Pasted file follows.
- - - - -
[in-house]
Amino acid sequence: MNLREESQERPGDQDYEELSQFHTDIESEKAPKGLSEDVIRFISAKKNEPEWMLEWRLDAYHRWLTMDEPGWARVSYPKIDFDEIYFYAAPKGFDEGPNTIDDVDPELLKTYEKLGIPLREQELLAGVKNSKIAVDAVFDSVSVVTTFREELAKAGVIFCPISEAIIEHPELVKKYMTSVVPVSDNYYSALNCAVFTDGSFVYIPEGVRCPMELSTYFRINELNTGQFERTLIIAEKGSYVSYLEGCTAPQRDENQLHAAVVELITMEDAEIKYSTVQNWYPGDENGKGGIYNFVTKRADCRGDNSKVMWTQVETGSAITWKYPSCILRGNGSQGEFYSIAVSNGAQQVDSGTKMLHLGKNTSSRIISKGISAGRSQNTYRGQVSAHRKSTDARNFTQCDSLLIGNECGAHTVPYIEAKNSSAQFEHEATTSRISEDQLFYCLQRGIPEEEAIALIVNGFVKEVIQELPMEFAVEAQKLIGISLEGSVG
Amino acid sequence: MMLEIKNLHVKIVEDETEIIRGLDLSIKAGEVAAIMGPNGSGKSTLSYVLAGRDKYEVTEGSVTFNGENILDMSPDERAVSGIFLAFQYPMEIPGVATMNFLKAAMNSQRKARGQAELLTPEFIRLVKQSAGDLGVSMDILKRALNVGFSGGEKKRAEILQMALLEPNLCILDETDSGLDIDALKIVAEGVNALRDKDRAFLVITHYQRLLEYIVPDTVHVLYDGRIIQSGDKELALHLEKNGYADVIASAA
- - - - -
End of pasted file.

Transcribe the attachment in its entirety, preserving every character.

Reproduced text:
[in-house]
Amino acid sequence: MNLREESQERPGDQDYEELSQFHTDIESEKAPKGLSEDVIRFISAKKNEPEWMLEWRLDAYHRWLTMDEPGWARVSYPKIDFDEIYFYAAPKGFDEGPNTIDDVDPELLKTYEKLGIPLREQELLAGVKNSKIAVDAVFDSVSVVTTFREELAKAGVIFCPISEAIIEHPELVKKYMTSVVPVSDNYYSALNCAVFTDGSFVYIPEGVRCPMELSTYFRINELNTGQFERTLIIAEKGSYVSYLEGCTAPQRDENQLHAAVVELITMEDAEIKYSTVQNWYPGDENGKGGIYNFVTKRADCRGDNSKVMWTQVETGSAITWKYPSCILRGNGSQGEFYSIAVSNGAQQVDSGTKMLHLGKNTSSRIISKGISAGRSQNTYRGQVSAHRKSTDARNFTQCDSLLIGNECGAHTVPYIEAKNSSAQFEHEATTSRISEDQLFYCLQRGIPEEEAIALIVNGFVKEVIQELPMEFAVEAQKLIGISLEGSVG
Amino acid sequence: MMLEIKNLHVKIVEDETEIIRGLDLSIKAGEVAAIMGPNGSGKSTLSYVLAGRDKYEVTEGSVTFNGENILDMSPDERAVSGIFLAFQYPMEIPGVATMNFLKAAMNSQRKARGQAELLTPEFIRLVKQSAGDLGVSMDILKRALNVGFSGGEKKRAEILQMALLEPNLCILDETDSGLDIDALKIVAEGVNALRDKDRAFLVITHYQRLLEYIVPDTVHVLYDGRIIQSGDKELALHLEKNGYADVIASAA